Sunday, December 24, 2006
Monday, December 18, 2006
These are the Communion Meditations from this Sunday's worship service.
If I did not believe in God, I should still want my doctor, my lawyer, and my banker to do so.
G. K. Chesterton
Speaking about his new movie, Attack of the Clones, Star Wars creator George Lucas described how the young Anakin Skywalker became the evil Darth Vader: He turns into Darth Vader because he gets attached to things. He can't let go of his mother; he can't let go of his girlfriend. He can't let go of things. It makes you greedy. And when you're greedy, you are on the path to the dark side, because you fear you're going to lose things, that you're not going to have the power you need.
The real essence of Christ's Passion consisted in the two things we least like to bear and suffer: fear and disgrace.
Hans Urs von Balthasar in The Grain of Wheat
[My constant sickness] made me study and preach things necessary, and a little stirred up my sluggish heart to speak to sinners with some compassion, as a dying man to dying men.
The Autobiography of Richard Baxter
When I was a child I was, like most children, afraid of things that go bump in the night. But I told myself (for no good reason) that monsters which lie under beds cannot break through blankets and sheets! By the time I was a teenager I wasn't afraid of what might live under my bed, but I was afraid of what my friends might have to say about the way I combed my hair. What do I fear now? I am afraid, to put it simply, of living a life that doesn't matter. I am afraid of leaving the world exactly as I found it, no different for my having been here. What are things which last forever? Justice, mercy, forgiveness, compassion, and grace are a few. If I want my life to count, to be significant, then I will try to fill it as much as possible with these attitudes and actions.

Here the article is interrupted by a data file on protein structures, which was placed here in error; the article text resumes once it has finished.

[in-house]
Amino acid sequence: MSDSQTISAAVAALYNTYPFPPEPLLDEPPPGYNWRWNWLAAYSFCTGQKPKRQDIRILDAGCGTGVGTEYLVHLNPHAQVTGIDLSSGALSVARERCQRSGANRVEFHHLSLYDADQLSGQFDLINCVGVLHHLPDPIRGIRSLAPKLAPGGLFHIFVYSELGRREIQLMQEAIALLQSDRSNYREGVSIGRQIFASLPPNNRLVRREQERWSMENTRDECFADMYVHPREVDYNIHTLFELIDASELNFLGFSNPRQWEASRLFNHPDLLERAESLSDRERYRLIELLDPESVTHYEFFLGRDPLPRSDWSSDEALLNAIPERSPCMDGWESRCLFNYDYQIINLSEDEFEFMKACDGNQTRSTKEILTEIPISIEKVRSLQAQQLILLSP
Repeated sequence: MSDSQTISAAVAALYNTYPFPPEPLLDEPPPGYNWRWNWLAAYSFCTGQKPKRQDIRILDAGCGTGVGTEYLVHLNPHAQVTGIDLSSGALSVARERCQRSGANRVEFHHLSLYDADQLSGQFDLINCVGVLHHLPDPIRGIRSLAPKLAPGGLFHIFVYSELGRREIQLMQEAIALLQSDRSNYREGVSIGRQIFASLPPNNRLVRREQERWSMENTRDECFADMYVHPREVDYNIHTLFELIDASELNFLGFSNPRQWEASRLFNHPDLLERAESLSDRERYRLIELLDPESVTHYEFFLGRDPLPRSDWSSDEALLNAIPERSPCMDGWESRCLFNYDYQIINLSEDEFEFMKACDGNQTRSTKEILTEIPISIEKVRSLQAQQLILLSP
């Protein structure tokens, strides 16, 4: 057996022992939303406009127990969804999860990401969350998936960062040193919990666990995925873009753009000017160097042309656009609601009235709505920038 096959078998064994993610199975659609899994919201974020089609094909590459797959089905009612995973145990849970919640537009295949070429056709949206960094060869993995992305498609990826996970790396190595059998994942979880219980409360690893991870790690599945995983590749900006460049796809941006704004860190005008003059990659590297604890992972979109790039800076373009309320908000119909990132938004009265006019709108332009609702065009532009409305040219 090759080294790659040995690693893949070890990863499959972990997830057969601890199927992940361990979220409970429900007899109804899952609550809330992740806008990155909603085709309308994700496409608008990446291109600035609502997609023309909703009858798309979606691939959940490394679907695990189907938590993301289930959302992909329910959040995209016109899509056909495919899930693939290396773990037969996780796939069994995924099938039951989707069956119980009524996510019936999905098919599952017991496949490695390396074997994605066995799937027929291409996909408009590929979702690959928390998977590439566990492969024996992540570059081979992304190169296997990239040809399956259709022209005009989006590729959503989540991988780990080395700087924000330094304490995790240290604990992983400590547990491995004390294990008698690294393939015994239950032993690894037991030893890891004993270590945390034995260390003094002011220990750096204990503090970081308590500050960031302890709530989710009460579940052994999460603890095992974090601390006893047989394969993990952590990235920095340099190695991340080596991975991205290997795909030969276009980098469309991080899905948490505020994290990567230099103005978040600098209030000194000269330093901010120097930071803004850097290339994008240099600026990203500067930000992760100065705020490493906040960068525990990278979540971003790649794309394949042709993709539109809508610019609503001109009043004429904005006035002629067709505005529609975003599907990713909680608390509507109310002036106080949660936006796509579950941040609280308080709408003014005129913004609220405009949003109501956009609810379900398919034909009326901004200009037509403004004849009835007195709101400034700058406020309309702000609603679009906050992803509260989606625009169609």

Daniel Taylor, Letters to My Children
In reading the Scriptures I find a great moral power. Therein am I made aware of two great forces for good in human experience: the "fear" of God and the "grace" of God. Without the fear of God I should not stop at doing evil; the fear of God restrains from evil. Without the grace of God I should have no desire to approach positive goodness. The one is a deterrent from evil; the other an encouragement to good.
Jim Elliot, The Journals of Jim Elliot.
Thursday, December 14, 2006
Do you need to find the right fruitcake for Christmas? Then check out a blog dedicated to Fruitcake. There you will find reviews and ratings on various types of fruitcakes.
Do you like fruitcake during the Christmas season? Have you ever gotten a fruitcake as a gift (or a Chia-pet for that matter)?
Tuesday, December 12, 2006
Every Tuesday mornings (except for the first Tuesday of the month) our lead pastor and I meet with our elders at a Starbucks in Cumming. It is a time to do some equipping, encouragement and connecting. We meet at 6:30 am at a Starbucks that opens at 5:30am. When we arrived to the Starbucks, it was closed. Closed? I thought maybe they had some plumbing or electrical issue, but at 7am when a couple employees showed up, they told me that the people who were supposed to open up the store, couldn't make it. The store was closed for a hour and a half, during it's "prime-time"! During the time the elders waited around for each other to arrive, countless people drove up to the store for their morning coffee only to be turned away by a pair of locked doors. I can't imagine the amount of money lost that morning, and especially how many customers walked away disappointed and inconvenienced.
People matter to God: When we don't show up or show up late, we tell the visitor or even church member, that they don't matter, and God doesn't care. But the people that God is bringing to Big Creek do matter to God. People matter to God, and our time and commitment to serve them is a testimony to that truth.We matter to God and to others: Our commitments and serving opportunities are important. We are missed when we don't show up. Our absense won't go unnoticed. It makes a Big difference when we are not there- every person, and every responsibility is an important piece in the life of the church. (1 Cor. 12) And our service isn't meant just to please others, but ultimately we serve - the Lord! (Col. 3) It is Him we are serving and that truth should motivate us to serve with diligence and a cheerful heart.We need to replace ourselves: We must see it as our responsibility to make sure we are training and recruiting others for the responsibilities we have in the church. The question we need to ask ourselves, is there someone who knows what I do? Is there someone who could replace me, if I was unable to be there? Is there someone who could eventually take over my position, if God were to call me to something else .